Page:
I tried lots of ground points just to see of there was a less noisy one. I found none including the negative terminal of the battery.

RE: Oil sending unit circuit

Sounds like the engine block ground is bad. You can't have enough. I ran some 4/0 welding cable (hyper flexible) from my batteries to my block and thru-bolted them to a huge support bracket for the A/C compressor. That corrected my starter issues and some gauge issues.

Keith Cress
kcress - http://www.flaminsystems.com

RE: Oil sending unit circuit

Did you use thread tape on the sensor threads?

RE: Oil sending unit circuit

A cheaper alternative to the sensor listed above would be an oil pressure sensor off some newer OEM vehicle. I know GM has them, a google for "GM oil pressure sensor calibration" brought up an acceptable sensor and the voltages it expects. You would need to supply 5V, since it is not a resistive sensor.

As for the resistance changing when you turned the vehicle on. You only measure resistances using a DMM with the circuit off. Applying external current to the resistance you are trying to read will affect the reading. I am probably misunderstanding what you are doing, but did you disconnect the sensor from your circuit when you measured with the meter and key on/off?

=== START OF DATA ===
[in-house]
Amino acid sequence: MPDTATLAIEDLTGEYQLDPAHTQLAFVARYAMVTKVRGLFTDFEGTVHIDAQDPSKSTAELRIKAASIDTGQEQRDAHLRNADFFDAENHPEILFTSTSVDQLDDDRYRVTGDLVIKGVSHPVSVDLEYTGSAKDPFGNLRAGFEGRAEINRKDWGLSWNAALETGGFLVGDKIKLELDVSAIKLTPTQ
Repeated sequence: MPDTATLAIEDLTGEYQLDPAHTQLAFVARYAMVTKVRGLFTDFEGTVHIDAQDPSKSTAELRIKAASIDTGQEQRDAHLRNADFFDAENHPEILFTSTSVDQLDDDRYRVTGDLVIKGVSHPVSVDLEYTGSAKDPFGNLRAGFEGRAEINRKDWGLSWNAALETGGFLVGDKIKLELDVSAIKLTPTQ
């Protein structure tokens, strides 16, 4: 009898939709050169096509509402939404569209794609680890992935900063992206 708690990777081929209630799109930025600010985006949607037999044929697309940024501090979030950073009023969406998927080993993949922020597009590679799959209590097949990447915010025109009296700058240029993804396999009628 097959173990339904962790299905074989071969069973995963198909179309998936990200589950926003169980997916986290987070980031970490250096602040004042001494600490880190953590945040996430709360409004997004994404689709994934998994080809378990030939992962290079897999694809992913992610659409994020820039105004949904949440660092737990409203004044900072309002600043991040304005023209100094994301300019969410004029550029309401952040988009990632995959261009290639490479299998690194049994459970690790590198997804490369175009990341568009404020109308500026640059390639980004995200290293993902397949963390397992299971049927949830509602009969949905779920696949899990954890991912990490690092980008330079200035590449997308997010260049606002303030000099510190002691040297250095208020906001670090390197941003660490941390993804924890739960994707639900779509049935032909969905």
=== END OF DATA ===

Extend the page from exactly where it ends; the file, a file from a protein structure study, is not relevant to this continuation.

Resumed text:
RE: Oil sending unit circuit

I haven't had the chance to rewire the ground to the engine yet.

No thread tape to interfere with the connection. It does have a brass reducer that takes it from 1/4 NPT to 1/8 NPT. I dont think the brass is the issue though. It reads the correct resistance with the key off and probing the sender terminal and any ground location.

I only measured with the sender unplugged when the key was on. The only thing common to the key being on was the ground and that was any ground source on the truck.

Thanks for the info on the GM sensors. I will look into that. I have an old (2005) junk GM car. I had thought about stealing the sensor off of it, but I think it is just a switch. That car never had an oil pressure gauge. It just had an oil light. The Arduino can supply 5v. That should be a perfect fit for the GM sensors.

Thanks again guys!

RE: Oil sending unit circuit

The meter measures resistance by applying a voltage across the circuit. It doesn't take much voltage to mess up the meter. A ground bus for multiple items with a wire running to the battery really isn't that great a ground source.

RE: Oil sending unit circuit

Agreed; you absolutely want a solid, clean, and heavy earth to the chassis from the block. And then the same from chassis to battery. Many more modern vehicles use a woven wire strap for this purpose, sometimes several, specifically because of these sorts of issues with sensors. Especially once everything's soaked in oil, maybe a bit or corrosion seeps in, etc.
Also might be a wise idea to tee in a simple pressure switch as well, such as the one off your scrap car, and hook it up to a light as a backup system. Maybe a buzzer too, if you want to get fancy. It's easy and very cheap insurance.

RE: Oil sending unit circuit

When you wire in the 3 wire sensor to your Arduino, make sure not to share the grounds for that with any other systems on the dump truck. Run all 3 wires back to your PCB. This will be a cleaner signal, since it doesn't use the engine as a ground "return" for the signal like your current setup does.